With the above in mind, Cyprus and Greece consider Article 42(7) to be a potential strategic option for the naval confrontations in the East Med., but mostly as a tool of last resort. Indeed, the invocation of the article will not resolve the root causes of the tension in the East Med., so as a security mechanism it does not provide a sustainable solution to the problem at hand. And to be fair, it was never designed to do so. Thus, if it cannot eliminate, or even diminish the impact, of the root causes, it is unlikely to be considered as a strategic option for the normalisation of the region, discounting its potential use as a strategic defence option in the unwanted event of a fully-fledged conflict.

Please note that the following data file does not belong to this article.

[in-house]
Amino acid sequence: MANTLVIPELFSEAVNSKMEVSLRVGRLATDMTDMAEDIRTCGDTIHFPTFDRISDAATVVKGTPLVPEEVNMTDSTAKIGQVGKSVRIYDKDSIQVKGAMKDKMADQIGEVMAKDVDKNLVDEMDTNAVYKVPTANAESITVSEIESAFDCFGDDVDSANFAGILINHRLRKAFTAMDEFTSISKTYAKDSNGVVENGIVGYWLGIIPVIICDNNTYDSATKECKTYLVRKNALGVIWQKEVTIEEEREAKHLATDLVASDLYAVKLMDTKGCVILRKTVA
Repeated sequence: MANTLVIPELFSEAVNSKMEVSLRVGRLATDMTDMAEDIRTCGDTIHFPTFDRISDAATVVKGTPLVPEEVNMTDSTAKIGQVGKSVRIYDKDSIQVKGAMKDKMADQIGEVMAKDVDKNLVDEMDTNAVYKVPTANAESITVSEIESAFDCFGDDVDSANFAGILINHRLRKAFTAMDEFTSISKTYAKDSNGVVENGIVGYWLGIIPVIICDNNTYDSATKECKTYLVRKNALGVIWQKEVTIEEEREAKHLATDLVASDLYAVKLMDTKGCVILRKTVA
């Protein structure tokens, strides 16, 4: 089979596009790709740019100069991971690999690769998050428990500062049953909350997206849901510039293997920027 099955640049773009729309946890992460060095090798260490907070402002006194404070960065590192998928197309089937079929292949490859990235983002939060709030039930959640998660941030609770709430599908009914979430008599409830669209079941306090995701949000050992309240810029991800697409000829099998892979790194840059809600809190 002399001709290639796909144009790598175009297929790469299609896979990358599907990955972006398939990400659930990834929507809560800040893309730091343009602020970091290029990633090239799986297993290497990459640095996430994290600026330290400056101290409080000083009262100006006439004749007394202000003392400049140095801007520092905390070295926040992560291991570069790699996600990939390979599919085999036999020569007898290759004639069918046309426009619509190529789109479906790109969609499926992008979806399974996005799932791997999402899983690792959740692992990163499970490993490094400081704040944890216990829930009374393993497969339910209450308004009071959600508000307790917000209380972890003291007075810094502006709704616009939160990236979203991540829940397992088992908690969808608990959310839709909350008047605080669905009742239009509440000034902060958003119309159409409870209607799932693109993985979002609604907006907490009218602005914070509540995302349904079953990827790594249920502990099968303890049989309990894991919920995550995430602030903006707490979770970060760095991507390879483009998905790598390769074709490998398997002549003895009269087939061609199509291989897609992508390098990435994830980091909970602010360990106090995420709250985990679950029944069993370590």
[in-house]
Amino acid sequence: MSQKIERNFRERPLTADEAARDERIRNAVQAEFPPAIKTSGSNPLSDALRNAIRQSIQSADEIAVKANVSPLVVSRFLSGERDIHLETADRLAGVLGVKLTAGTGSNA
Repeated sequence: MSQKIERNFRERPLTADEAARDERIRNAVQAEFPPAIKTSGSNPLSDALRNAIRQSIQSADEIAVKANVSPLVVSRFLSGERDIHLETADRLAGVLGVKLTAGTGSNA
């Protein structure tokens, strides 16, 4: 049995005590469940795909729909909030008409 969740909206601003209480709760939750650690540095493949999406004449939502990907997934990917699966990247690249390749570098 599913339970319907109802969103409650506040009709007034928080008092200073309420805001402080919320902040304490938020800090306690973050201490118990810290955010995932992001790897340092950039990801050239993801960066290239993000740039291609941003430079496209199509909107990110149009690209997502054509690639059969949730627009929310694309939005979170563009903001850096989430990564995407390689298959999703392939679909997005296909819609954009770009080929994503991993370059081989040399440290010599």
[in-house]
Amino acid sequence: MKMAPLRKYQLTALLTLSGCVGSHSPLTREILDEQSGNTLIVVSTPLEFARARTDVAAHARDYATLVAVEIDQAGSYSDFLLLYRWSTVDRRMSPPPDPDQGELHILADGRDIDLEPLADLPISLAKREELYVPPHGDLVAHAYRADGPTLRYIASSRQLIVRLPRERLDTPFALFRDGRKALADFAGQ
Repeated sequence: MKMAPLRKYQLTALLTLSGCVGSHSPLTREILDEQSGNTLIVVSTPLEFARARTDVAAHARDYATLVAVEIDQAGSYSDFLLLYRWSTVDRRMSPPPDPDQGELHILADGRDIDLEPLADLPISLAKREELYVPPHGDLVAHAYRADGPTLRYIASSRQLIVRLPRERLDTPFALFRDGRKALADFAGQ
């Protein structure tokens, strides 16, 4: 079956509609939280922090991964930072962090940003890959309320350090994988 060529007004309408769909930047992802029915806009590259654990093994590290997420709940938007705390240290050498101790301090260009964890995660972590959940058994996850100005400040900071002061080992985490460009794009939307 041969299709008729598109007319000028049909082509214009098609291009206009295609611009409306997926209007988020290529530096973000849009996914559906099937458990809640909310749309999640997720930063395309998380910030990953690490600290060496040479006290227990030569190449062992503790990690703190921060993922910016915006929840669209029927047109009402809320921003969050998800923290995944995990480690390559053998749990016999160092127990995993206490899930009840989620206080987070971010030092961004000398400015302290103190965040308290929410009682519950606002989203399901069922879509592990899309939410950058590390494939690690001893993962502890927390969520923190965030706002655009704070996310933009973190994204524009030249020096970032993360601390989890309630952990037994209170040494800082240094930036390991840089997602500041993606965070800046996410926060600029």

The risk emanating from the article’s ambiguity, as well as the risk of an emboldened Turkey should the article be invoked but without the expected outcome, reduces the usefulness of the article as a short-term tactical tool that can be used for either leverage or de-escalation. However, given that the RoC primarily relies on International Law and EU solidarity to counter Turkey’s destabilising actions, it is willing to use all its diplomatic weapons in its arsenal to minimise the impact of Turkey’s actions, including the invocation of Article 42(7). However, unlike the use of sanctions (or the threat of their use) which can be gradual and adjustable based on the developments, the invocation of the article is in and of itself an indication that developments have escalated to a critical point and de-escalation may become much more challenging. Similarly, it will push EU-Turkey relations further down a slippery slope; an outcome that neither the EU, nor Turkey, or, indeed, Greece or Cyprus wishes to see.